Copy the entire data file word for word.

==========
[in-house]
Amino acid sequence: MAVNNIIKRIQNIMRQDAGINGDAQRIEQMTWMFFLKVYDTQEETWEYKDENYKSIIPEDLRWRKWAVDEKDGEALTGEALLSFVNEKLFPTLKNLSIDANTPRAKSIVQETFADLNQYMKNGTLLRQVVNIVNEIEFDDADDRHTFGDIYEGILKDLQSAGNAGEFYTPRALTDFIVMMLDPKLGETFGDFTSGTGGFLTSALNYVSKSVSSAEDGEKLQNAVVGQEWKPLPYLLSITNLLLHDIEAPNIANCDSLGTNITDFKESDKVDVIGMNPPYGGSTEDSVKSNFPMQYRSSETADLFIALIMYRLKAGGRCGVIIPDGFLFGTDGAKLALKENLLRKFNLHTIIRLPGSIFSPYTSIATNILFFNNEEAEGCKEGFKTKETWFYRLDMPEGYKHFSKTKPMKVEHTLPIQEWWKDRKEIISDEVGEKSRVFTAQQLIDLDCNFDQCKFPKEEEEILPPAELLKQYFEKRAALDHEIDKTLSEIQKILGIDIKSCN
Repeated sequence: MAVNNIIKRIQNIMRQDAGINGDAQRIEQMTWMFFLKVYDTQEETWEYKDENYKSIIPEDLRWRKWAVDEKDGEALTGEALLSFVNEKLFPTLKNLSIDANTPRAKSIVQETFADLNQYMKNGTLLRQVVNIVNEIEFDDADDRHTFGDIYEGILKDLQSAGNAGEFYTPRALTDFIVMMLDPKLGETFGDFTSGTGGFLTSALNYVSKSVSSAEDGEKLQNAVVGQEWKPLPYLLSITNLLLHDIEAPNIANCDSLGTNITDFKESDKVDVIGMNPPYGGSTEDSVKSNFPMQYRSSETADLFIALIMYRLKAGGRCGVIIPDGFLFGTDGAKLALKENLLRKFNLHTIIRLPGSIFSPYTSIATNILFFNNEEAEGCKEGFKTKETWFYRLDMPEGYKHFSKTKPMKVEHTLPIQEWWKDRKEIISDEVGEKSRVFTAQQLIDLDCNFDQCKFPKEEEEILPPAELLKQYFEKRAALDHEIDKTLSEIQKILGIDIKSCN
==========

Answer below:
[in-house]
Amino acid sequence: MAVNNIIKRIQNIMRQDAGINGDAQRIEQMTWMFFLKVYDTQEETWEYKDENYKSIIPEDLRWRKWAVDEKDGEALTGEALLSFVNEKLFPTLKNLSIDANTPRAKSIVQETFADLNQYMKNGTLLRQVVNIVNEIEFDDADDRHTFGDIYEGILKDLQSAGNAGEFYTPRALTDFIVMMLDPKLGETFGDFTSGTGGFLTSALNYVSKSVSSAEDGEKLQNAVVGQEWKPLPYLLSITNLLLHDIEAPNIANCDSLGTNITDFKESDKVDVIGMNPPYGGSTEDSVKSNFPMQYRSSETADLFIALIMYRLKAGGRCGVIIPDGFLFGTDGAKLALKENLLRKFNLHTIIRLPGSIFSPYTSIATNILFFNNEEAEGCKEGFKTKETWFYRLDMPEGYKHFSKTKPMKVEHTLPIQEWWKDRKEIISDEVGEKSRVFTAQQLIDLDCNFDQCKFPKEEEEILPPAELLKQYFEKRAALDHEIDKTLSEIQKILGIDIKSCN
Repeated sequence: MAVNNIIKRIQNIMRQDAGINGDAQRIEQMTWMFFLKVYDTQEETWEYKDENYKSIIPEDLRWRKWAVDEKDGEALTGEALLSFVNEKLFPTLKNLSIDANTPRAKSIVQETFADLNQYMKNGTLLRQVVNIVNEIEFDDADDRHTFGDIYEGILKDLQSAGNAGEFYTPRALTDFIVMMLDPKLGETFGDFTSGTGGFLTSALNYVSKSVSSAEDGEKLQNAVVGQEWKPLPYLLSITNLLLHDIEAPNIANCDSLGTNITDFKESDKVDVIGMNPPYGGSTEDSVKSNFPMQYRSSETADLFIALIMYRLKAGGRCGVIIPDGFLFGTDGAKLALKENLLRKFNLHTIIRLPGSIFSPYTSIATNILFFNNEEAEGCKEGFKTKETWFYRLDMPEGYKHFSKTKPMKVEHTLPIQEWWKDRKEIISDEVGEKSRVFTAQQLIDLDCNFDQCKFPKEEEEILPPAELLKQYFEKRAALDHEIDKTLSEIQKILGIDIKSCN